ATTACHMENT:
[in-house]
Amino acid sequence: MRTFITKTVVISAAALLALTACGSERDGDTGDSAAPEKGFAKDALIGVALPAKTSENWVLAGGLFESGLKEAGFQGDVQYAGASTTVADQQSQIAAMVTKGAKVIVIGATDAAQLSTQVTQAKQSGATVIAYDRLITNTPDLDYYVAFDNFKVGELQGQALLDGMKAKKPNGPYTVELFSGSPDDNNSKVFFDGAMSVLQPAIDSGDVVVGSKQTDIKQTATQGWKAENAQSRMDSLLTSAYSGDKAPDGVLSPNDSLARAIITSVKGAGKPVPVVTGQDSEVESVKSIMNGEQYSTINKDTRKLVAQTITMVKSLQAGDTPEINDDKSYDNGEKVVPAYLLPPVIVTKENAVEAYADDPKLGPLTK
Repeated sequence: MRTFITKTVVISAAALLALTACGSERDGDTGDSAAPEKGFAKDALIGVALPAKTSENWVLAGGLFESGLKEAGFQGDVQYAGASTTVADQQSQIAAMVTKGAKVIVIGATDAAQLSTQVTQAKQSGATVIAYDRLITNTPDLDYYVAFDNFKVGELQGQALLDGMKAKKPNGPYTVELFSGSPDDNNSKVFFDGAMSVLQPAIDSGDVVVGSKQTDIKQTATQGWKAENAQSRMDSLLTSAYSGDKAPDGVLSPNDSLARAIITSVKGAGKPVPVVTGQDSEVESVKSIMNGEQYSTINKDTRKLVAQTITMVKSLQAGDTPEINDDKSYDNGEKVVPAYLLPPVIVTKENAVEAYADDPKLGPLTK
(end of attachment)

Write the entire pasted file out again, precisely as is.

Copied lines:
[in-house]
Amino acid sequence: MRTFITKTVVISAAALLALTACGSERDGDTGDSAAPEKGFAKDALIGVALPAKTSENWVLAGGLFESGLKEAGFQGDVQYAGASTTVADQQSQIAAMVTKGAKVIVIGATDAAQLSTQVTQAKQSGATVIAYDRLITNTPDLDYYVAFDNFKVGELQGQALLDGMKAKKPNGPYTVELFSGSPDDNNSKVFFDGAMSVLQPAIDSGDVVVGSKQTDIKQTATQGWKAENAQSRMDSLLTSAYSGDKAPDGVLSPNDSLARAIITSVKGAGKPVPVVTGQDSEVESVKSIMNGEQYSTINKDTRKLVAQTITMVKSLQAGDTPEINDDKSYDNGEKVVPAYLLPPVIVTKENAVEAYADDPKLGPLTK
Repeated sequence: MRTFITKTVVISAAALLALTACGSERDGDTGDSAAPEKGFAKDALIGVALPAKTSENWVLAGGLFESGLKEAGFQGDVQYAGASTTVADQQSQIAAMVTKGAKVIVIGATDAAQLSTQVTQAKQSGATVIAYDRLITNTPDLDYYVAFDNFKVGELQGQALLDGMKAKKPNGPYTVELFSGSPDDNNSKVFFDGAMSVLQPAIDSGDVVVGSKQTDIKQTATQGWKAENAQSRMDSLLTSAYSGDKAPDGVLSPNDSLARAIITSVKGAGKPVPVVTGQDSEVESVKSIMNGEQYSTINKDTRKLVAQTITMVKSLQAGDTPEINDDKSYDNGEKVVPAYLLPPVIVTKENAVEAYADDPKLGPLTK